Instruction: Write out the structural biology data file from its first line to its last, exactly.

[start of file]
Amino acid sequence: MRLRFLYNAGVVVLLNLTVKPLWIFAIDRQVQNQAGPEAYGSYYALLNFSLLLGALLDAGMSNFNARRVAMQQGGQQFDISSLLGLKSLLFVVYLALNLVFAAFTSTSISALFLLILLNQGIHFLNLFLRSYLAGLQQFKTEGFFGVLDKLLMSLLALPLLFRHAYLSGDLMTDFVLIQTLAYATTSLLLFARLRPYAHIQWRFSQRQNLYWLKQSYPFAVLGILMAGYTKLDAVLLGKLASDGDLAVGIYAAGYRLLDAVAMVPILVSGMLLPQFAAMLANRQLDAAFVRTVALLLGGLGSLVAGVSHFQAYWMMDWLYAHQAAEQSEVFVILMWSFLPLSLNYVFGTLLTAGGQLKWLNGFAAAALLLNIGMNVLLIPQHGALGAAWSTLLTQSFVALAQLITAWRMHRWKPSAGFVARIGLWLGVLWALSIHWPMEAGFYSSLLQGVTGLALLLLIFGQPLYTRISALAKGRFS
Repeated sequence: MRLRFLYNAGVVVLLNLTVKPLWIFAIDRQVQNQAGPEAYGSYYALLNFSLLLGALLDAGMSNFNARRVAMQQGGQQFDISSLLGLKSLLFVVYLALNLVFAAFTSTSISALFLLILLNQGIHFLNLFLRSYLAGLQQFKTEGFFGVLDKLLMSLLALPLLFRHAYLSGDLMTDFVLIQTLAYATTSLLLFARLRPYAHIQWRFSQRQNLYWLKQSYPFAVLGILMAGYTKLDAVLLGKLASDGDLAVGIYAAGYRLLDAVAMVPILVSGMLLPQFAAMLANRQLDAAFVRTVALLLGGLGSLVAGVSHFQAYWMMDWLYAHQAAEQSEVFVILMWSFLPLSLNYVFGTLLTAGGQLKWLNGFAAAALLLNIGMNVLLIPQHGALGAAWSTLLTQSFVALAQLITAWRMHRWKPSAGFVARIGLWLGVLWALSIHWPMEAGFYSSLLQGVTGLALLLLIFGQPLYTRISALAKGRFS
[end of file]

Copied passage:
Amino acid sequence: MRLRFLYNAGVVVLLNLTVKPLWIFAIDRQVQNQAGPEAYGSYYALLNFSLLLGALLDAGMSNFNARRVAMQQGGQQFDISSLLGLKSLLFVVYLALNLVFAAFTSTSISALFLLILLNQGIHFLNLFLRSYLAGLQQFKTEGFFGVLDKLLMSLLALPLLFRHAYLSGDLMTDFVLIQTLAYATTSLLLFARLRPYAHIQWRFSQRQNLYWLKQSYPFAVLGILMAGYTKLDAVLLGKLASDGDLAVGIYAAGYRLLDAVAMVPILVSGMLLPQFAAMLANRQLDAAFVRTVALLLGGLGSLVAGVSHFQAYWMMDWLYAHQAAEQSEVFVILMWSFLPLSLNYVFGTLLTAGGQLKWLNGFAAAALLLNIGMNVLLIPQHGALGAAWSTLLTQSFVALAQLITAWRMHRWKPSAGFVARIGLWLGVLWALSIHWPMEAGFYSSLLQGVTGLALLLLIFGQPLYTRISALAKGRFS
Repeated sequence: MRLRFLYNAGVVVLLNLTVKPLWIFAIDRQVQNQAGPEAYGSYYALLNFSLLLGALLDAGMSNFNARRVAMQQGGQQFDISSLLGLKSLLFVVYLALNLVFAAFTSTSISALFLLILLNQGIHFLNLFLRSYLAGLQQFKTEGFFGVLDKLLMSLLALPLLFRHAYLSGDLMTDFVLIQTLAYATTSLLLFARLRPYAHIQWRFSQRQNLYWLKQSYPFAVLGILMAGYTKLDAVLLGKLASDGDLAVGIYAAGYRLLDAVAMVPILVSGMLLPQFAAMLANRQLDAAFVRTVALLLGGLGSLVAGVSHFQAYWMMDWLYAHQAAEQSEVFVILMWSFLPLSLNYVFGTLLTAGGQLKWLNGFAAAALLLNIGMNVLLIPQHGALGAAWSTLLTQSFVALAQLITAWRMHRWKPSAGFVARIGLWLGVLWALSIHWPMEAGFYSSLLQGVTGLALLLLIFGQPLYTRISALAKGRFS